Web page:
Let's assume you've got a few months left to live. If you thought you could get another five-year crack of the whip, you'd probably be inclined to promise virtually anything to secure it. Wouldn't you?
In completely unrelated news, Gordon Brown has announced that he'd like to provide super-fast broadband to everyone in the UK. The PM even described fast Internet access as the "electricity of the digital age".
The statistics for internet usage are interesting. According to Brown, 21 per cent of the adult population has never been online, which probably explains why it's still possible to buy pornography printed on paper. Our illustrious leader also claimed that people who could access online shopping might save as much as £560 a year over their high-street-reliant counterparts. But we don't need to be convinced that broadband for all is a good idea -- what we want to know is how the Government is going to make this happen.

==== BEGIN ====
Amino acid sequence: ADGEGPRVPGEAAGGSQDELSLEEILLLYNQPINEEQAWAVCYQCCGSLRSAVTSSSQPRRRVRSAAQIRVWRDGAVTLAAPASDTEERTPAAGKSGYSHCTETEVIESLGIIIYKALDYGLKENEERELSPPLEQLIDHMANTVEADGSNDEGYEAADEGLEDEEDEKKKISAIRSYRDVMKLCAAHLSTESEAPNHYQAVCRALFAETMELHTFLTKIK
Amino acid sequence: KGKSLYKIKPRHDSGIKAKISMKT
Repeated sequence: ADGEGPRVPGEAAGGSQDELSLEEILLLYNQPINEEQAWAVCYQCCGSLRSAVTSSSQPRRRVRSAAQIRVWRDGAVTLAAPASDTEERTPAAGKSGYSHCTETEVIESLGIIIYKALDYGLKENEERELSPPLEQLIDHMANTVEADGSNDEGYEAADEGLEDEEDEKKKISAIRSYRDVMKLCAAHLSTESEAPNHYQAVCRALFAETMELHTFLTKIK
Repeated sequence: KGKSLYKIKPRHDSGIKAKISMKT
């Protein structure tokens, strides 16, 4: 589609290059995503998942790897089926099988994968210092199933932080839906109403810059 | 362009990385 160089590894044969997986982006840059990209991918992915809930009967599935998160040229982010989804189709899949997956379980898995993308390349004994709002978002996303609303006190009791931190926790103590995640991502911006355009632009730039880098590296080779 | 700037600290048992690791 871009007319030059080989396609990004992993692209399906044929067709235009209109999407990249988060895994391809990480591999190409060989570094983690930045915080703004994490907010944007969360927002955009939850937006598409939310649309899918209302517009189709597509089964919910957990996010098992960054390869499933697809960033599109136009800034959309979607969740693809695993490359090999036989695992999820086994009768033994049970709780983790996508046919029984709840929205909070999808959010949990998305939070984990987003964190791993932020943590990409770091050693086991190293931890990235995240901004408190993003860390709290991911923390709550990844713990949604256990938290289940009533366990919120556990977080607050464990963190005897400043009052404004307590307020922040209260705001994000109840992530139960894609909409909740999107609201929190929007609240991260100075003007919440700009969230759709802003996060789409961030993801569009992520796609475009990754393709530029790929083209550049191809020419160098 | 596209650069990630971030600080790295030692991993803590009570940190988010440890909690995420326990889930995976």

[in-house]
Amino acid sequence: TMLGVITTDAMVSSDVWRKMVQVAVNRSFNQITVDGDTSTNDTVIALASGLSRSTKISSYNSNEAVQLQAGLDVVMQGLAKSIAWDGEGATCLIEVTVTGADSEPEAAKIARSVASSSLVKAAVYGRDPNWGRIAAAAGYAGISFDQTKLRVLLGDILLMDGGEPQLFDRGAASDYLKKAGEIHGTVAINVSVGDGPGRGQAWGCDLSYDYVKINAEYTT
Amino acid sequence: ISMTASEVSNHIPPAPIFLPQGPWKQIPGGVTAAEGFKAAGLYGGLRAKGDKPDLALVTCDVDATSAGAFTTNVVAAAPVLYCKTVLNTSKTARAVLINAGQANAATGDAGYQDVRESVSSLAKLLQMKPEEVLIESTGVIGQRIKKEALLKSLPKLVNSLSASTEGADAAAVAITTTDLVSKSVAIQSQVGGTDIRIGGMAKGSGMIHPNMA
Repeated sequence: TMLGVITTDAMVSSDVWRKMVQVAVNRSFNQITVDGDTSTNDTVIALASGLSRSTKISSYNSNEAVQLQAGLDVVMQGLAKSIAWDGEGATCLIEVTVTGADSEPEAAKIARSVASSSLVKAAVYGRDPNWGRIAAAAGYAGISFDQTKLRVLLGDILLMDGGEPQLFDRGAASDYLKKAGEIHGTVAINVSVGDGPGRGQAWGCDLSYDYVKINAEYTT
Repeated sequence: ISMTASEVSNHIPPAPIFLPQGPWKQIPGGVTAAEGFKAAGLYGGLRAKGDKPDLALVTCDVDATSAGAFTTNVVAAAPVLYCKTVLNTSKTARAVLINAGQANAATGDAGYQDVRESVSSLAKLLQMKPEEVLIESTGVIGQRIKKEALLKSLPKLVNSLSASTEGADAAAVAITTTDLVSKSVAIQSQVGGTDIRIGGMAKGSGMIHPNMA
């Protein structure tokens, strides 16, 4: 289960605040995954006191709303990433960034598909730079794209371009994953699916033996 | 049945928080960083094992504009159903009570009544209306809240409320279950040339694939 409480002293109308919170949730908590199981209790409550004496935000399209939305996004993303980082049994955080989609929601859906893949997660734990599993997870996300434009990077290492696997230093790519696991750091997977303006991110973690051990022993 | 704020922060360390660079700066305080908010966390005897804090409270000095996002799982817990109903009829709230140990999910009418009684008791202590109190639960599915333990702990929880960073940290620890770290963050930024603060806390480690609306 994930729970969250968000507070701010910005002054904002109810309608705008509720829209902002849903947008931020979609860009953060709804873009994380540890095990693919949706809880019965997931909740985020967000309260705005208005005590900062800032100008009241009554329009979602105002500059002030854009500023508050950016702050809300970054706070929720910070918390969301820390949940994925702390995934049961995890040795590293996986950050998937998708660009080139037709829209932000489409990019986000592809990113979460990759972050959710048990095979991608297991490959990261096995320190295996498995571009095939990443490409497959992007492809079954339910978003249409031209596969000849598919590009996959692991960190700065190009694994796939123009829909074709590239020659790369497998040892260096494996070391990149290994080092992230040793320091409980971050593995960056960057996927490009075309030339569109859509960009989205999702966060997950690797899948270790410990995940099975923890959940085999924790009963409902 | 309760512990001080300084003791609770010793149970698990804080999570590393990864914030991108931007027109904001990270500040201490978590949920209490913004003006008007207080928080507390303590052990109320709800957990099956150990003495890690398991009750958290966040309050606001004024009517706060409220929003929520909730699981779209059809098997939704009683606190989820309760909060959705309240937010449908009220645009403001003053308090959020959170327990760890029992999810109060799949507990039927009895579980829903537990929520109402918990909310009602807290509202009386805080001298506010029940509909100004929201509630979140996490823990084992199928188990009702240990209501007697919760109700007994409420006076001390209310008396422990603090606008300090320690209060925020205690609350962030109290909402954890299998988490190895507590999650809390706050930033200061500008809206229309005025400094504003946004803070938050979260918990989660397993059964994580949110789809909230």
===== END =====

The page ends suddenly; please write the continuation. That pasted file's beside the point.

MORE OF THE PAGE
The fiercely debated 50p tax on fixed-line phones is going to play a part in funding this, but there are still a number of questions left to be answered. Exactly what speed will people get and how will it be delivered? If the idea is to lay optical cables around the country, who will manage them, and who will pay for the costs that a 50p tax can't cover?
The Guardian reports that the requirement will be to deliver 50Mbps broadband to 90 per cent of the population by the end of 2017. The thing is, 50Mbps is a technological reality now via Virgin's cable infrastructure. By the end of the year, Virgin will be on 100Mbps and by late 2011 the company expects to deliver 200Mbps to its subscribers.
So even if this plan were to be adopted, we still run the danger of ending up with a two-class digital economy. Those with spare cash in urban areas lucky enough to be on a Virgin-like network will be able to speed along the information superhighway, while those on the government's network could be left in the dust, comparatively speaking.